6. Give others true compliments. They will often respond in kind.
7. Do an act of kindness for someone you know or even a stranger.
8. Let go of the negative or toxic behaviors others may exhibit. Avoid internalizing these thoughts. If you feel the negative creeping inward, take some advice from Ted Lasso, the fictional TV coach who is characterized by his persistent optimism and quick wit. He poses the following solution: “You know what the happiest animal on earth is? It’s a goldfish. You know why? Got a ten-second memory. Be a goldfish.”
9. Volunteer in your local community. There are many formal and informal ways to give back to others.
10. Find a space where you can share your talents or positivity with the global community — on social media, offering a Zoom session to people in your field or creating a short course. These are just a few possibilities.
Rebalancing our minds, bodies and spirits after the pandemic will require patience and persistence. Remember the words of Lao Tzu, “The journey of a thousand miles begins with one step.”
Dr. Andrea Fortin is a visiting assistant professor at Florida Gulf Coast University. She teaches for the Roots of Compassion and Kindness (ROCK) initiative at the university.
Dr. Maria F. Loffredo Roca is the chair of the Department of Integrated Studies at Florida Gulf Coast University. She is also the director of FGCU’s Roots of Compassion and Kindness (ROCK) initiative.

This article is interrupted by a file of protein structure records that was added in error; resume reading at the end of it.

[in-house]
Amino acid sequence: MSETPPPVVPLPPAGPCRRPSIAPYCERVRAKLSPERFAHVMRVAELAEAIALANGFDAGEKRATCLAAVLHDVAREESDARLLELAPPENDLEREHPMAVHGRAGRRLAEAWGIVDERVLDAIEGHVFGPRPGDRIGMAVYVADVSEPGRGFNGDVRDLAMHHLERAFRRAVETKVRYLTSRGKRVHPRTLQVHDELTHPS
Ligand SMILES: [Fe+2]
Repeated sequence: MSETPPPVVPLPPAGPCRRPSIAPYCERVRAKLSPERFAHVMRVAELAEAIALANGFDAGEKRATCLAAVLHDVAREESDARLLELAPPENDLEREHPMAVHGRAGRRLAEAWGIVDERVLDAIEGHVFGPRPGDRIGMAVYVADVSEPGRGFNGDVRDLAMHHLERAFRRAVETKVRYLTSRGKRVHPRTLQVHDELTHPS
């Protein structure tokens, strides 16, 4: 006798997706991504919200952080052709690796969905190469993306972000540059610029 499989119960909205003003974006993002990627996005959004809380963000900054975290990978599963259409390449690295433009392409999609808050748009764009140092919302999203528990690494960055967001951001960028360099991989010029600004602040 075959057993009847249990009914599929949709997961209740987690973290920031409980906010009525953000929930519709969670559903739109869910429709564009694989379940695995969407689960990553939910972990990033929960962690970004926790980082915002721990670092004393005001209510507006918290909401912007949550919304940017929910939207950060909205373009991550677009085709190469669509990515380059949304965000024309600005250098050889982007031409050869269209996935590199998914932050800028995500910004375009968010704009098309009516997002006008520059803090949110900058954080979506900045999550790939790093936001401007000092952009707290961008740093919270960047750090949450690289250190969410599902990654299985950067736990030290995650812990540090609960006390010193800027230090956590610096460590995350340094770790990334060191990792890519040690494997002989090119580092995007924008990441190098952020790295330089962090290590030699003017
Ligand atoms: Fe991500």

Help Prevent Suicide
Offer Hope. Offer Help.
by Jessica Liria, children’s outreach specialist, David Lawrence Centers for Behavioral Health
With mental health concerns being both common and on the rise, it’s important to be aware of warning signs that those around us need help. As September is Suicide Prevention Month, now is a great time to become aware of important slues to someone’s suffering.
From the subtle to the obvious, warning signs are there and it’s up to us to learn how to help when those around us need it.
Recognizing changes in mood and behavior is a great place to start. Have there been changes in the person’s sleeping and eating patterns? Are they having difficulty managing emotions appropriately, seem isolative or withdrawn? Have they made statements or displayed actions conveying hopelessness and/or helplessness? These are all signs that a deeper issue is going on.
As you identify these concerns, discuss them openly — but be thoughtful of your approach. You want to be nonjudgmental and reassure the person that you care and want to help. Share what you have heard and noticed using “I” statements. For example, instead of saying, “You have been feeling sad lately,” say, “I notice you have been feeling sad.” These types of statements mitigate defensiveness and allow for more open-ended dialogue.
It is a common myth that you will place the idea of suicide in someone’s mind if you ask them about thoughts of harming themselves. In fact, the opposite has been proven to be true. By asking the person if they have had thoughts of killing themselves, you may be lifting an incredibly heavy burden they have been carrying around alone.